Disconnect between what law firms think and what
2016 ALPMA/InfoTrack Adapting
to the Changing Legal Landscape
The majority of Australasian law firms rate
themselves as innovative but there is little evidence to
support this claim, according to the results of the 2016
ALPMA/InfoTrack Adapting to the Changing Legal
Landscape report released at the 2016 ALPMA
Summit in Melbourne today.
Surveying 163 law firms across
Australia and New Zealand, 65 percent of survey respondents,
across small, medium and large firms believe their firm is
innovative or very innovative, with only 6 per cent
indicating they were not at all innovative.
“There is a
real discrepancy between how innovative firms believe they
are and what they are actually doing in terms of their
investment in innovation and in people, process and
technology initiatives to drive their firm forward,” ALPMA
President, Mr Andrew Barnes said.
More than 60 percent of
respondents said innovation was part of their strategic
plan, yet few have a dedicated innovation budget, have a
proactive group responsible or give staff time scheduled for
The research also highlights significant
inconsistency with satisfaction on firm innovation
investment levels. While nearly half of the survey
respondents believe their firm dedicates sufficient time,
people and funds to innovation, one third of respondents are
unhappy with the level of innovation investment at their
“There is pressure on partners and practice
managers to pursue innovation. They can see the rewards for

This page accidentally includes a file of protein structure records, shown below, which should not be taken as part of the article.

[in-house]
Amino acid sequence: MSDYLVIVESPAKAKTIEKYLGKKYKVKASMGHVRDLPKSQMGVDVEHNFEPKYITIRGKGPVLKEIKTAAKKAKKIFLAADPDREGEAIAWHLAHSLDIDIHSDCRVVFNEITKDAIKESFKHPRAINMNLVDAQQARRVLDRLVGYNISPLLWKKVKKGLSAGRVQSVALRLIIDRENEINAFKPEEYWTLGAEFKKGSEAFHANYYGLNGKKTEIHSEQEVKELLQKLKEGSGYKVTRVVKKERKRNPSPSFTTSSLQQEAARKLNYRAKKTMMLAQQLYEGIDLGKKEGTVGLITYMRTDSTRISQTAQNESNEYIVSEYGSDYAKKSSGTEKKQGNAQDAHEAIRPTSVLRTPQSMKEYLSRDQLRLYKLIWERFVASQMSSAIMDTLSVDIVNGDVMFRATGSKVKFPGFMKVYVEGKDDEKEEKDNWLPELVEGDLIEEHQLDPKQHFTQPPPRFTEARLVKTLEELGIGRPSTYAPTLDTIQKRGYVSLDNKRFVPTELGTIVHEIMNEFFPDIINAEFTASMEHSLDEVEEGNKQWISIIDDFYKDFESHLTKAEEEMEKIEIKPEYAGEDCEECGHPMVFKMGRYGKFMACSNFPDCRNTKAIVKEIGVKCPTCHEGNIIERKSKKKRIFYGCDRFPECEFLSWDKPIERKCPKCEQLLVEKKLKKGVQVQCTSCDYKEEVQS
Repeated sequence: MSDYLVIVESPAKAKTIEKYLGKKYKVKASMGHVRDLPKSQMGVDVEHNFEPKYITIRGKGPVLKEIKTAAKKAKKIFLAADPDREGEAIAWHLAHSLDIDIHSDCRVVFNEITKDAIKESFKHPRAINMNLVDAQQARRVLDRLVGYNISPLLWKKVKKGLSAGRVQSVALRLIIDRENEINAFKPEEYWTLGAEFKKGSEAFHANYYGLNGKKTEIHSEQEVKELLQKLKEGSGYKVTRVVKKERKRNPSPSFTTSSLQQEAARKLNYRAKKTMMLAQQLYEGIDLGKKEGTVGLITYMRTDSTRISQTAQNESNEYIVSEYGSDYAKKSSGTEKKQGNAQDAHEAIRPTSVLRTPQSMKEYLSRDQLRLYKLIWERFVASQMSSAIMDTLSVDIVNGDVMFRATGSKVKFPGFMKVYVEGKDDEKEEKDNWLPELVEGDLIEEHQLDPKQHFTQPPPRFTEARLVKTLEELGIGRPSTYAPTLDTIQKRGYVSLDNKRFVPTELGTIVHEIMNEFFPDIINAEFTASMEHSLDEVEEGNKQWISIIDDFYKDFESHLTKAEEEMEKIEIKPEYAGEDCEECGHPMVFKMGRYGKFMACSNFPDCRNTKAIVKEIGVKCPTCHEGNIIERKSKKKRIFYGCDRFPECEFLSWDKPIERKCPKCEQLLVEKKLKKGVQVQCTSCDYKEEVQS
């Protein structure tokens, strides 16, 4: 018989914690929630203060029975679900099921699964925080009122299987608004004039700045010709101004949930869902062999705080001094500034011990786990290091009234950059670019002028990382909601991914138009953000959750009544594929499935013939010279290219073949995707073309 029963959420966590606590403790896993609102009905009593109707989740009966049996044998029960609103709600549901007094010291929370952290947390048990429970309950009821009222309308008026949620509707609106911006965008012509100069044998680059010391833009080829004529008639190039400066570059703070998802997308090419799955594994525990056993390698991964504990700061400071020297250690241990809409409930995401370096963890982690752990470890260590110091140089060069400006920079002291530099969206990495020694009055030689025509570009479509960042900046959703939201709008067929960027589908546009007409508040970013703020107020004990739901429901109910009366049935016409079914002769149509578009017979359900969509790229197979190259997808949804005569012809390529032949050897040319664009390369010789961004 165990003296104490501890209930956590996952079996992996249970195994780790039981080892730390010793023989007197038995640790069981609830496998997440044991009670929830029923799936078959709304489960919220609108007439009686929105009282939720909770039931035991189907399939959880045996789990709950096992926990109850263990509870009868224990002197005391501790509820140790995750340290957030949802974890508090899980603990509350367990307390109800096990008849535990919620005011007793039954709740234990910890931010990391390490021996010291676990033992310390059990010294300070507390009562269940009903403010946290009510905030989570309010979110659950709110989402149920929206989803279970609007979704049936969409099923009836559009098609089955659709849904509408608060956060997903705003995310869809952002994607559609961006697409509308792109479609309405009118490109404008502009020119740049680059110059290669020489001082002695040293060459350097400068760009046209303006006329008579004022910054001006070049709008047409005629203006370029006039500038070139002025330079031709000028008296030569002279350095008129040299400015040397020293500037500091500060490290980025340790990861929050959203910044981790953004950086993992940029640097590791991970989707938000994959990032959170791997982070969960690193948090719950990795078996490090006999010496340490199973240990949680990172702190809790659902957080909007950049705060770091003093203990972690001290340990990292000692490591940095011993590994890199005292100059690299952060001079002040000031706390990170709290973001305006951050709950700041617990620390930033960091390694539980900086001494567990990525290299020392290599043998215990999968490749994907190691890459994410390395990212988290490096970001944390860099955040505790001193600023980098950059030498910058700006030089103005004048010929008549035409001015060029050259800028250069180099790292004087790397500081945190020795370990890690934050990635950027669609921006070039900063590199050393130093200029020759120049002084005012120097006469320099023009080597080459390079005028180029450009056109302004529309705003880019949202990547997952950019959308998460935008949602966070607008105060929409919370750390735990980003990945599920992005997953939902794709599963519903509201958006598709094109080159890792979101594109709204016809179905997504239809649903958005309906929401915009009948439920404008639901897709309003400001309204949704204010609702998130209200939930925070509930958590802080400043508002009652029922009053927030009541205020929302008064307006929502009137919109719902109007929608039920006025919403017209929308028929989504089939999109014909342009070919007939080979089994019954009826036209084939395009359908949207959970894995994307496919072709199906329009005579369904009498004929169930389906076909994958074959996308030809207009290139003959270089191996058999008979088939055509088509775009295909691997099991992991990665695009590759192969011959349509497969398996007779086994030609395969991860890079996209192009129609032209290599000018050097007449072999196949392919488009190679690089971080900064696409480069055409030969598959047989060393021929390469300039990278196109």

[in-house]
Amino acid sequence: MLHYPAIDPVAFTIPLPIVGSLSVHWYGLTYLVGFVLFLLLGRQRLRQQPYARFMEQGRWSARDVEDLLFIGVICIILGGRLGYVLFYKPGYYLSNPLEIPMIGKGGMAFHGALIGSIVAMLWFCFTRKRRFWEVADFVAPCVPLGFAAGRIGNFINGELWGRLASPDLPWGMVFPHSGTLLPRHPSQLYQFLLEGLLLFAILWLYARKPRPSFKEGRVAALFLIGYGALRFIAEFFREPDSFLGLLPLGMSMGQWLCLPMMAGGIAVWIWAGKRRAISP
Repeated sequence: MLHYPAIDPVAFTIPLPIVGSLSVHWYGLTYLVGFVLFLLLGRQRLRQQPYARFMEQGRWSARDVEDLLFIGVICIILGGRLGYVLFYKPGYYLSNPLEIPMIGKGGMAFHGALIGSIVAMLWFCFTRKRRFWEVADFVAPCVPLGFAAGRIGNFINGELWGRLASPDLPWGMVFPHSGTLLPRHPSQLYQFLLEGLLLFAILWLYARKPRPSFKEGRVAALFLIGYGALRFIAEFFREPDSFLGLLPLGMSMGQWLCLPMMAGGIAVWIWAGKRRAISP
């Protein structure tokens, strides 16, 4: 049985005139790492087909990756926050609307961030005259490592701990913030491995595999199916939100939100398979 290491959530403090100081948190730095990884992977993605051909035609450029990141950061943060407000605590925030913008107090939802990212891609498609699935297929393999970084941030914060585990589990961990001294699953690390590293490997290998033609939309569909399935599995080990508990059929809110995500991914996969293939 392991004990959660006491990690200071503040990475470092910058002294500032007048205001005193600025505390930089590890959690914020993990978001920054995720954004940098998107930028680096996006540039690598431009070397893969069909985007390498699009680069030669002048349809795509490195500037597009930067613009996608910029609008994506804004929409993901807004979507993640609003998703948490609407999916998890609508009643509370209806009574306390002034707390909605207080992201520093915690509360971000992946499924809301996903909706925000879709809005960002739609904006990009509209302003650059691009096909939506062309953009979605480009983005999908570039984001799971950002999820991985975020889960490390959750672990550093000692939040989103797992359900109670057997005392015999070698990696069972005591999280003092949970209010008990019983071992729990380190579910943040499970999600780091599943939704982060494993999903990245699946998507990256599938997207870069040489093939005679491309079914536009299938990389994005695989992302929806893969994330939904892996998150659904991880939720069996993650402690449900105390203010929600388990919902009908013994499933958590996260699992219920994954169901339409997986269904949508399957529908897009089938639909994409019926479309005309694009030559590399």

innovative projects but ‘innovation’ is becoming an
over-used word to describe everything from culture and
processes to client delivery.”
“The question we need
to really ask ourselves is ‘are we innovating or merely
adapting to changes thrust upon us?’” he
Launching the research report at the ALPMA Summit
today, InfoTrack CEO Mr John Ahern said customer demand for
better value, rapidly evolving technology, increased
competition and the staff demand for work/life balance were
the key external factors impacting on Australian and New
Zealand law firms.
“Interestingly, most respondents were
critical of the legal profession’s response to these
external drivers, saying the industry was adapting to the
changing legal landscape only when necessary and certainly
not quickly enough – and this backed-up by other
findings,” he said.
Only half (54%) of the respondents
believe their firm has an effective blueprint for change.
“The demand for better work/life balance has been
addressed by the industry with our research showing that
remote and flexible working arrangements and the technology
to support this has now been implemented at most firms.”
“Firms that do not offer this for their staff are now
lagging well behind the norm,” he said.
Most firms are
currently working on implementing workflow automation,
electronic settlement, customer relationship management
systems and improving their approach to performance
“The really innovative firms have already
implemented these initiatives and are starting work on
things that most firms report are not even in their
foreseeable future – artificial intelligence, customer
apps, Lean Six Sigma process improvements and legal process
outsourcing,” he said.
“To become truly innovative requires
an overhaul of cultural DNA of most firms. This is not easy
and not for everyone so advance with caution,” ALPMA
President, Mr Andrew Barnes said.
The report found that
most firms (78%) were satisfied with their culture. Despite
this, 57% are planning cultural change this year (rising to
87% of very large firms).
efficiency and profitability are the primary objectives of
these cultural change programs,” he said.
planning cultural change to support diversity, personal
initiative or entrepreneurship.
The full report is
available from ALPMA and InfoTrack’s